One of those 'we are so lucky to be in such a beautiful city' type of days! http://t.co/pmkVhOHZ44
October 3, 2011
This morning we didn't have much luck finding whales. Despite our tireless efforts to spot animals south of Victoria, then as far west as we can go, nothing popped up. The afternoon proved more successful as we made our way west again, with reports that whales were heading in from that direction. We made our way to Sooke Harbour when we spotted the familiar black dorsal fins of orcas! Two types of orcas come into our waters, one kind being the transients who are distinguished as mammal hunters and travel in a single matriline, and resident orcas who eat fish and travel in large pods made up of multiple matrilines. The group we happened to find were transients, cruising the waters in search or Harbour Seals or porpoises to eat. The first group we saw, we identified as the T-010 matriline. T-010 is the mother and she was accompanied by her two sons, T-010B and T-010C. This little family patrolled the shoreline, and by the swarm of birds above them at one point, they must have made a kill! Orcas need 200-300 pounds of food a day, so it is great to see that they are successfully catching the food they need.
It was not long after we joined the T-010's, when from the other side of the boat we heard the blows of two more transients, a pair of females, likely a mother and her daughter. They followed close behind the T-010's, also stalking the coast. Things couldn't get better when another group of 2 orcas came up from behind, this time a female and a younger calf. We were about to leave the orcas when all 7 whales surfaced in one large group! It was great! Our guests got to see the size differences between adult males, females and young. Transients often join other transient groups to socialize, cooperatively hunt, and find a mate. With the transient population here at a Threatened status, it is always great to see them meet up in hopes that the population will have a new calf in 17 months!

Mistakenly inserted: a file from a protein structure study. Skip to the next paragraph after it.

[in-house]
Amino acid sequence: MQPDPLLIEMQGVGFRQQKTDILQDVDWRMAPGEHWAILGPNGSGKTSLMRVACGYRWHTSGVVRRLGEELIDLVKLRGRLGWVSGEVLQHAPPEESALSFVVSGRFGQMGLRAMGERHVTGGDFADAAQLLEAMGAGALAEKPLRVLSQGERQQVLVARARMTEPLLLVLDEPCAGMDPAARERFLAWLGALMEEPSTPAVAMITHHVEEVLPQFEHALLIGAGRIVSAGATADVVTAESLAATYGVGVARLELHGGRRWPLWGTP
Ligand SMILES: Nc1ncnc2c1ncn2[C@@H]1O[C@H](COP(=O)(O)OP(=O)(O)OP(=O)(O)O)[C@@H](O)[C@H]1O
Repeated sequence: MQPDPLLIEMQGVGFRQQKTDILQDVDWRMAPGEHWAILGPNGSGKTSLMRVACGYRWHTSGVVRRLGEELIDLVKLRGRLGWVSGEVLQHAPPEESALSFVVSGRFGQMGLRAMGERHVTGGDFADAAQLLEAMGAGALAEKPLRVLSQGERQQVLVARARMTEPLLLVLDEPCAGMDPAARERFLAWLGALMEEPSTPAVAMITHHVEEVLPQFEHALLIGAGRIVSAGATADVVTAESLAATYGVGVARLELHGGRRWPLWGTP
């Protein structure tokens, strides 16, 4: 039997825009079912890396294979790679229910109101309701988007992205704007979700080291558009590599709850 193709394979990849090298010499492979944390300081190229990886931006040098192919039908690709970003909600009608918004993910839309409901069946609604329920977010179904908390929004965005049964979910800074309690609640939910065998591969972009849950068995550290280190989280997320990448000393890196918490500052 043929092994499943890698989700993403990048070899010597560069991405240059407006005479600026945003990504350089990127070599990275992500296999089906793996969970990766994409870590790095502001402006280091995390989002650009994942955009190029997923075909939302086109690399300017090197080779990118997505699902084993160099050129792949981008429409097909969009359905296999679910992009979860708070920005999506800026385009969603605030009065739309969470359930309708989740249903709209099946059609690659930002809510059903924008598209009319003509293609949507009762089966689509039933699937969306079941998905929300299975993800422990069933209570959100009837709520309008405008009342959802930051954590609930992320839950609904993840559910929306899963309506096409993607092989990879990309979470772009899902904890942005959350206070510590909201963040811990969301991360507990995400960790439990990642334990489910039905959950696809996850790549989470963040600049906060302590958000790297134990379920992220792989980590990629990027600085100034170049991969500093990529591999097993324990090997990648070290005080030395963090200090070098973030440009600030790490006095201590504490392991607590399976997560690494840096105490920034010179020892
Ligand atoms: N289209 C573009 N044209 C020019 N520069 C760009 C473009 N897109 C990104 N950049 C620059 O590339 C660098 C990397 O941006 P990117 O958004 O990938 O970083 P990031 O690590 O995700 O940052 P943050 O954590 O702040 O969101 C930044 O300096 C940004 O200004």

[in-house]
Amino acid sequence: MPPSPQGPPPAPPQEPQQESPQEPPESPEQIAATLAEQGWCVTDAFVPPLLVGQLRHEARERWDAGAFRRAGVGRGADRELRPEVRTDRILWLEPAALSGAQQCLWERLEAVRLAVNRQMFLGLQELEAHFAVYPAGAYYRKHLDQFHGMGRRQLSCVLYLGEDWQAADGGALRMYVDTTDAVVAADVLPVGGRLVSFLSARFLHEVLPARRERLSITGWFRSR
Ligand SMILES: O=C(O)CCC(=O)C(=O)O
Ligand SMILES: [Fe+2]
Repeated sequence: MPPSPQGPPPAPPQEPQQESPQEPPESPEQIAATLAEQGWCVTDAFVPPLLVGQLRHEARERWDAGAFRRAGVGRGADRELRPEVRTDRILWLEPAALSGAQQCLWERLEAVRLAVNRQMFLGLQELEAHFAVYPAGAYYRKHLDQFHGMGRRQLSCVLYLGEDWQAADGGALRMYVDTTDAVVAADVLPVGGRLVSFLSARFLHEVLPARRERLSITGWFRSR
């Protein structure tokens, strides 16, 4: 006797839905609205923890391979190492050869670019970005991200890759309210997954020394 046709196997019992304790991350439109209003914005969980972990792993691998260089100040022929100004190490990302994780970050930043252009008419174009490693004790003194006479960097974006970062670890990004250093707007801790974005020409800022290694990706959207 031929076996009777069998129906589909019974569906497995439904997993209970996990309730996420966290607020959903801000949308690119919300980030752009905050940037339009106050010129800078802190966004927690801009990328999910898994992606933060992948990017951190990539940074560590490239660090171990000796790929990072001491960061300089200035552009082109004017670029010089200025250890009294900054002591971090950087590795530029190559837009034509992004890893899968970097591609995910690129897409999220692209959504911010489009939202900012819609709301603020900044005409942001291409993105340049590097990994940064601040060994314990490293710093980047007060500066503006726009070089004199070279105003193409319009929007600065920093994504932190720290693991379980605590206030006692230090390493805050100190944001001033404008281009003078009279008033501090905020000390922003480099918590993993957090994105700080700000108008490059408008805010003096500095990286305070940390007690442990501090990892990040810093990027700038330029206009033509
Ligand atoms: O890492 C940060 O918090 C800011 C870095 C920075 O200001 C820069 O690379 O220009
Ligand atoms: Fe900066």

On the way home, we stopped at Race Rocks to take in all the marine park has to offer. At first we could see dozens of Harbour Seals vegged out along the bottom of the rocky islands. Harbour Seals are not agile walkers on land, they need to flop around on their bellies, so they tend to stay near the water’s edge. Then the barking and growling of the California and Steller Sea Lions could be heard. The massive sea lions also like to spend much of their time on land, soaking up the sun and battling each other for space on the rocks. And nothing beats the beauty of Race Rocks Lighthouse, with its black and white stripes towering into the skyline! It was a wonderful afternoon on the water; we had an amazing day with the transient orcas, sea lions and seals!